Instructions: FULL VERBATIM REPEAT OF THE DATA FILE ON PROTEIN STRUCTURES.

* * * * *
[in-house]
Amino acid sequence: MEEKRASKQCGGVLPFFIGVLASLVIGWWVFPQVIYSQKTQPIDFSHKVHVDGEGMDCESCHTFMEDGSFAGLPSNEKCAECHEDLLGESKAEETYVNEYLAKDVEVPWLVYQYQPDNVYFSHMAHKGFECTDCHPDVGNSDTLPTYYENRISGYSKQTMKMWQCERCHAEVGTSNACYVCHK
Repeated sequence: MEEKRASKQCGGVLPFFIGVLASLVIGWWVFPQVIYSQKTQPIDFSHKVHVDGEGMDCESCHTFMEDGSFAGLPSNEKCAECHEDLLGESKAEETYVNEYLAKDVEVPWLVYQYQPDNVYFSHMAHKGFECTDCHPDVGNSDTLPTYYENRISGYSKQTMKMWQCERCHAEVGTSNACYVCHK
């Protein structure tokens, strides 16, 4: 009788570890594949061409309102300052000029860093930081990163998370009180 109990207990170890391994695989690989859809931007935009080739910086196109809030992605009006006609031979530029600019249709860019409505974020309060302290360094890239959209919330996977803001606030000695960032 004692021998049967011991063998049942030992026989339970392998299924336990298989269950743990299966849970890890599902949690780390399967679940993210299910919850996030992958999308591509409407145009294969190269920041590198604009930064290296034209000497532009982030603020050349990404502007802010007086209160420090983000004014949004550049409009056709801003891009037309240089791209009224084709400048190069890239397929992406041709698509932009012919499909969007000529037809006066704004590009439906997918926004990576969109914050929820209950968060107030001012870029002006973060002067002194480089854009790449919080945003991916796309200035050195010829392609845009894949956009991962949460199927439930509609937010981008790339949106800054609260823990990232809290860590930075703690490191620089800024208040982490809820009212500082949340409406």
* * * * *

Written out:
[in-house]
Amino acid sequence: MEEKRASKQCGGVLPFFIGVLASLVIGWWVFPQVIYSQKTQPIDFSHKVHVDGEGMDCESCHTFMEDGSFAGLPSNEKCAECHEDLLGESKAEETYVNEYLAKDVEVPWLVYQYQPDNVYFSHMAHKGFECTDCHPDVGNSDTLPTYYENRISGYSKQTMKMWQCERCHAEVGTSNACYVCHK
Repeated sequence: MEEKRASKQCGGVLPFFIGVLASLVIGWWVFPQVIYSQKTQPIDFSHKVHVDGEGMDCESCHTFMEDGSFAGLPSNEKCAECHEDLLGESKAEETYVNEYLAKDVEVPWLVYQYQPDNVYFSHMAHKGFECTDCHPDVGNSDTLPTYYENRISGYSKQTMKMWQCERCHAEVGTSNACYVCHK
């Protein structure tokens, strides 16, 4: 009788570890594949061409309102300052000029860093930081990163998370009180 109990207990170890391994695989690989859809931007935009080739910086196109809030992605009006006609031979530029600019249709860019409505974020309060302290360094890239959209919330996977803001606030000695960032 004692021998049967011991063998049942030992026989339970392998299924336990298989269950743990299966849970890890599902949690780390399967679940993210299910919850996030992958999308591509409407145009294969190269920041590198604009930064290296034209000497532009982030603020050349990404502007802010007086209160420090983000004014949004550049409009056709801003891009037309240089791209009224084709400048190069890239397929992406041709698509932009012919499909969007000529037809006066704004590009439906997918926004990576969109914050929820209950968060107030001012870029002006973060002067002194480089854009790449919080945003991916796309200035050195010829392609845009894949956009991962949460199927439930509609937010981008790339949106800054609260823990990232809290860590930075703690490191620089800024208040982490809820009212500082949340409406």